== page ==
Ask residents of Detroit, or Oakland, or Washington DC, or Memphis, or Baltimore, or pre-Giuliani New York, or pre-Katrina New Orleans, or any number of other big American cities, and you’ll hear a similar refrain; San Francisco may well be the worst, but it’s hardly alone. And as Wachs and Eskenazi note, San Francisco can in some ways get away with things other cities with fewer natural advantages can’t (see: Detroit). That said, Wachs and Eskenazi have produced an unusually detailed and comprehensive indictment of their city’s one-party government. Read it and pass it on to anyone you know who hasn’t yet digested why the rest of the country traditionally mistrusts giving more money and power to big-city liberals.

13 thoughts on “Mugged By Reality”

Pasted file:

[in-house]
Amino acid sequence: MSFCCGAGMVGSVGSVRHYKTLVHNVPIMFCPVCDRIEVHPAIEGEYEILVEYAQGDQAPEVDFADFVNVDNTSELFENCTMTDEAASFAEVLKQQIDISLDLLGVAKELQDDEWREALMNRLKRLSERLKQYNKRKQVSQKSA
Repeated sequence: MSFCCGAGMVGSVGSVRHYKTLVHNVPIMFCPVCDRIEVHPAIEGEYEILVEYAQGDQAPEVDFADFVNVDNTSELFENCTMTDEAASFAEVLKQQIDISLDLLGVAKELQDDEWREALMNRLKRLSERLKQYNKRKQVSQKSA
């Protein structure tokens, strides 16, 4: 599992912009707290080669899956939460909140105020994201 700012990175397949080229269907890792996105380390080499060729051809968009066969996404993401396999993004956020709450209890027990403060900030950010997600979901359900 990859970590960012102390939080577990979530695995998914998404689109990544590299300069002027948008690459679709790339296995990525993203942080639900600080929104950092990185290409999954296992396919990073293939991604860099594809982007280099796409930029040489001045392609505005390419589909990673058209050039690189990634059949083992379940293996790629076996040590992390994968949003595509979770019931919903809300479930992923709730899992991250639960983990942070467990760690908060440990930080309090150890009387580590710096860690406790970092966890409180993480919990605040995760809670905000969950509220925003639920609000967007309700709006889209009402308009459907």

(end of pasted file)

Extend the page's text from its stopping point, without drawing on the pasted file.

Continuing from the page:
1. Shame on you Crank! Their intentions were good-isn’t that all that matters?
    Only conservatives try to hold people accountable for their actions. You know those mean, heartless conservatives.

  2. Its just fascinating living in this country and seeing that every city, county, state that has serious financial issues has them due to the ridiculous salaries and benefits of municipal employees, benefits paid to retired municpal employees and out of control social spending and then listening to the endless jibber jabber of lefties.

  3. The inability to get elected as a Democrat in most of the country without the support of the public sector unions is the party’s single biggest flaw, since it makes it essentially impossible for Democrats to be fiscally responsible unless they are part of a divided government. That’s worked out semi-well in some places that have had that (like NYC in the last twenty years), but in places with a one-party monopoly, like Detroit, DC, or San Francisco, it’s a huge problem.

  4. San Fran’s a real dump, isn’t it? The residents there seem quite unhappy with their idyllic locale. Mass exodus from its disastrous city limits.